[show abstract][hide abstract] ABSTRACT: Recent adaptive radiations offer special insight into the processes that generate biodiversity. The loss of unique members of such radiations undermines their collective evolutionary potential, as well as the ability of scientists to compare divergent populations, thereby devaluing the entire radiation as a system of study. To illustrate our case, we consider the adaptive radiation of the threespine stickleback fish (Gasterosteus aculeatus) in light of anthropogenic threats. Specifically, we consider the effects of stocking with rainbow trout, Onchorynchus mykiss, on populations of stickleback in lakes of two types in the Cook Inlet Region of Alaska, USA: (1) those in which salmonids are native and (2) those historically devoid of predatory fish. Many populations in this second class exhibit reduced pelvic armor that is, in part, a consequence of the historical absence of piscine predators that prey upon stickleback. Long-term trapping data from 77 lakes show that stocking in lakes where trout are not native is associated with large fluctuations in stickleback abundance, relative to lakes in which trout are native, or to lakes in which trout are neither native nor stocked. Pelvic-reduced populations appear to be at most risk from stocking. We discuss how these populations have responded to, and may yet respond to such threats, and how the information we have on these populations can be used to identify evolutionarily significant units (ESUs: Ryder, 1986), and certainly, distinct populations segments (DPSs:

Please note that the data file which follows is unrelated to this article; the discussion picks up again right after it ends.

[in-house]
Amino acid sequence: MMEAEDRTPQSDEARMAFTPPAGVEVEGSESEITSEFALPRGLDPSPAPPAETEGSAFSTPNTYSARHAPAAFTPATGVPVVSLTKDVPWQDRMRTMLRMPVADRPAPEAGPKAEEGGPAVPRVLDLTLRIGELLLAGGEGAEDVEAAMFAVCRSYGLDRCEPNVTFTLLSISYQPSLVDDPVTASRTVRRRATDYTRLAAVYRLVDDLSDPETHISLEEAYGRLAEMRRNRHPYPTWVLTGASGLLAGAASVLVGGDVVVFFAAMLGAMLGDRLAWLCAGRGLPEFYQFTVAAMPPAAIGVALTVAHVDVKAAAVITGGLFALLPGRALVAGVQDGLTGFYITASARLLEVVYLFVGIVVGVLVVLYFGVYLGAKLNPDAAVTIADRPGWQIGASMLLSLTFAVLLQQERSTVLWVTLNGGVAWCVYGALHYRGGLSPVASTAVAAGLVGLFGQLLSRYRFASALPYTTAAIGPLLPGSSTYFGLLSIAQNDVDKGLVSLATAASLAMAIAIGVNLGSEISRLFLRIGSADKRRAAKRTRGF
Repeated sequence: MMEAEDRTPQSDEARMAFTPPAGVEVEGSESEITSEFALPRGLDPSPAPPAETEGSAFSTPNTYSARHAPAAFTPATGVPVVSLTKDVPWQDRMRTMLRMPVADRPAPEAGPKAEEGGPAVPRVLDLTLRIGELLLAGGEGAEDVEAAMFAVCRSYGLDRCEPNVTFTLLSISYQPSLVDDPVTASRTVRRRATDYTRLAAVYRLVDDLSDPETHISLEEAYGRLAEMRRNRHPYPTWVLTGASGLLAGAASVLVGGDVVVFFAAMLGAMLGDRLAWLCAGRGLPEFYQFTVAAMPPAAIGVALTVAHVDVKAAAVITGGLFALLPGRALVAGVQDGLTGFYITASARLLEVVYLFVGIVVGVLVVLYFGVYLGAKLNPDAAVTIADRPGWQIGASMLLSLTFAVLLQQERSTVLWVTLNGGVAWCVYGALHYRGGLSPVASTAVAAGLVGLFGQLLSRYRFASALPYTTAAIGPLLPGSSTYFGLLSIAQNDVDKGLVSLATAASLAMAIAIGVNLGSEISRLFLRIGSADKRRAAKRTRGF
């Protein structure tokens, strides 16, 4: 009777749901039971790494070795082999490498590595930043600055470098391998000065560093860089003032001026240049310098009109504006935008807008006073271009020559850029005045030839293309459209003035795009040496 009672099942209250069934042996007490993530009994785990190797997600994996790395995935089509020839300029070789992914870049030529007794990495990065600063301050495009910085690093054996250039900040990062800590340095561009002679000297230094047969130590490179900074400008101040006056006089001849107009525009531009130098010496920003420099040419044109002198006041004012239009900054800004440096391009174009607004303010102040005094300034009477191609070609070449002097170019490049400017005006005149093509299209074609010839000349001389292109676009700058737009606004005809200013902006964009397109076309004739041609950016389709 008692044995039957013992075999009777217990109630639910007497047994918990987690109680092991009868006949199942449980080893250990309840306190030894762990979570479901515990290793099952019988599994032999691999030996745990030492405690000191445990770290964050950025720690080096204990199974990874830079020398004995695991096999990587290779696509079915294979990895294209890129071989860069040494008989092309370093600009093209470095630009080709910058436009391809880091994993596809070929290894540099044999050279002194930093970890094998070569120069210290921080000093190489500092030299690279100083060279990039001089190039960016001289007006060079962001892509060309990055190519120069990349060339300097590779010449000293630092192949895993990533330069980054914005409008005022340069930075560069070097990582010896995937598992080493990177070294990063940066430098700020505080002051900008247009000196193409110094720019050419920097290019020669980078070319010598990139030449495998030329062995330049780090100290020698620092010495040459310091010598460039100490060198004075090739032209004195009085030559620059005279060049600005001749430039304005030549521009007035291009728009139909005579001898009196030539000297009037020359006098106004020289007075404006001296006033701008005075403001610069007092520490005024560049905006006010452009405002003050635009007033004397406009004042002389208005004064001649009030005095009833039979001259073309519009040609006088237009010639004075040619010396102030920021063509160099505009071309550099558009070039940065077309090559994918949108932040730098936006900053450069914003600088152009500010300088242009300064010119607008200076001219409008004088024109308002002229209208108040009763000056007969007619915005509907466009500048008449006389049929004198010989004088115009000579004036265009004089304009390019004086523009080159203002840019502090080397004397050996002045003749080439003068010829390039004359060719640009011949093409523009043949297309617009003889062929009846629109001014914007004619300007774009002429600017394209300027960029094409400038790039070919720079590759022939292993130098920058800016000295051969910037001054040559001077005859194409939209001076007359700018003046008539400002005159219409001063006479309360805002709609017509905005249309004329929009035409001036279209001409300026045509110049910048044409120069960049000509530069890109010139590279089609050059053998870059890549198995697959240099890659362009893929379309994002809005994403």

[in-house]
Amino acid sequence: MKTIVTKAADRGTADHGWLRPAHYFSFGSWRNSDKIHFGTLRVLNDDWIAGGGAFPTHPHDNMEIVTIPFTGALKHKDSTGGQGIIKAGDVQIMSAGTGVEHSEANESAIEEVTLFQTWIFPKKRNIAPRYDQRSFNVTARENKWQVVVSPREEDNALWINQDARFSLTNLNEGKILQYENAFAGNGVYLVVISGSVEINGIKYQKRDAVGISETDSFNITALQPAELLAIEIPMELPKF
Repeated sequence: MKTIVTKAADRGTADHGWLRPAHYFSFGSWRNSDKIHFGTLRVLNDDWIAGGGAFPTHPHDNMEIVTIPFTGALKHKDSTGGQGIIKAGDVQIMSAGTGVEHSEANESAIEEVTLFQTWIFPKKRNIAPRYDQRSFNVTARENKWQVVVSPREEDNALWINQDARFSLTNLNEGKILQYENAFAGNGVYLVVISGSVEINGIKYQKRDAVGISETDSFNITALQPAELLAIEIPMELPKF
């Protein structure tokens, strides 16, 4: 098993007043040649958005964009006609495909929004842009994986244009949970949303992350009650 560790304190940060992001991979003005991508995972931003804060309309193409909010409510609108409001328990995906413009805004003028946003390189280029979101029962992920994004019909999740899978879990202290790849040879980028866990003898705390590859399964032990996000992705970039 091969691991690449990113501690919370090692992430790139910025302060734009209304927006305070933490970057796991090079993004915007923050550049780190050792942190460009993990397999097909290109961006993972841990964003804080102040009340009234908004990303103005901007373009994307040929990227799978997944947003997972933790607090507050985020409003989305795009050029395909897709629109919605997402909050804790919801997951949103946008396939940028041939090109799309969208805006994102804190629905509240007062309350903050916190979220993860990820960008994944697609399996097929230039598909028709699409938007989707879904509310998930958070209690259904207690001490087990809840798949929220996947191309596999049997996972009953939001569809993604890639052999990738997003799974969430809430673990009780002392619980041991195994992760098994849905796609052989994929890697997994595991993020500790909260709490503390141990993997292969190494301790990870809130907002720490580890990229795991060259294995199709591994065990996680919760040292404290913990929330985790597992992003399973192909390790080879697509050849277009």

and ) deemed worthy of protection under Section 3(15) of the 1973 US Endangered Species Act as amended in 1978. Finally, we consider relevance of our results to the conservation of other recent adaptive radiations.